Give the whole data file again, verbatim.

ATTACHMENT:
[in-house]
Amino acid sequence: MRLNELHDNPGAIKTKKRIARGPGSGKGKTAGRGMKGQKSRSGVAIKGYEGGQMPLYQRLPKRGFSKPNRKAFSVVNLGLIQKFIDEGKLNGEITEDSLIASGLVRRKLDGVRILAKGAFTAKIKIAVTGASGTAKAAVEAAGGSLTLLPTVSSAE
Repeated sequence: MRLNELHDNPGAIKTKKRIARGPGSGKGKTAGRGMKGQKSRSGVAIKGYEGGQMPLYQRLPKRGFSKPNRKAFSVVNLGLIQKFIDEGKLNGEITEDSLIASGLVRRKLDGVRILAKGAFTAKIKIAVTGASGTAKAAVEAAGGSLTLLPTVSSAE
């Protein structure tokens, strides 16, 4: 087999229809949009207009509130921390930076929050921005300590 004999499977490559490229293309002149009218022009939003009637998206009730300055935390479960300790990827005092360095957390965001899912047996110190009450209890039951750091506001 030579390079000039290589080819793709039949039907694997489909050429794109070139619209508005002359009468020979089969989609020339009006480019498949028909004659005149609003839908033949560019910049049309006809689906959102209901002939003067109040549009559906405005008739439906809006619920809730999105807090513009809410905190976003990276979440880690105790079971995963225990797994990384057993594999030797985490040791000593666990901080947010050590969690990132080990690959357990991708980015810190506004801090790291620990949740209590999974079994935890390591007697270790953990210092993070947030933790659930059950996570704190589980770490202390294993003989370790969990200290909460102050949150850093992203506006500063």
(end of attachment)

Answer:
[in-house]
Amino acid sequence: MRLNELHDNPGAIKTKKRIARGPGSGKGKTAGRGMKGQKSRSGVAIKGYEGGQMPLYQRLPKRGFSKPNRKAFSVVNLGLIQKFIDEGKLNGEITEDSLIASGLVRRKLDGVRILAKGAFTAKIKIAVTGASGTAKAAVEAAGGSLTLLPTVSSAE
Repeated sequence: MRLNELHDNPGAIKTKKRIARGPGSGKGKTAGRGMKGQKSRSGVAIKGYEGGQMPLYQRLPKRGFSKPNRKAFSVVNLGLIQKFIDEGKLNGEITEDSLIASGLVRRKLDGVRILAKGAFTAKIKIAVTGASGTAKAAVEAAGGSLTLLPTVSSAE
């Protein structure tokens, strides 16, 4: 087999229809949009207009509130921390930076929050921005300590 004999499977490559490229293309002149009218022009939003009637998206009730300055935390479960300790990827005092360095957390965001899912047996110190009450209890039951750091506001 030579390079000039290589080819793709039949039907694997489909050429794109070139619209508005002359009468020979089969989609020339009006480019498949028909004659005149609003839908033949560019910049049309006809689906959102209901002939003067109040549009559906405005008739439906809006619920809730999105807090513009809410905190976003990276979440880690105790079971995963225990797994990384057993594999030797985490040791000593666990901080947010050590969690990132080990690959357990991708980015810190506004801090790291620990949740209590999974079994935890390591007697270790953990210092993070947030933790659930059950996570704190589980770490202390294993003989370790969990200290909460102050949150850093992203506006500063």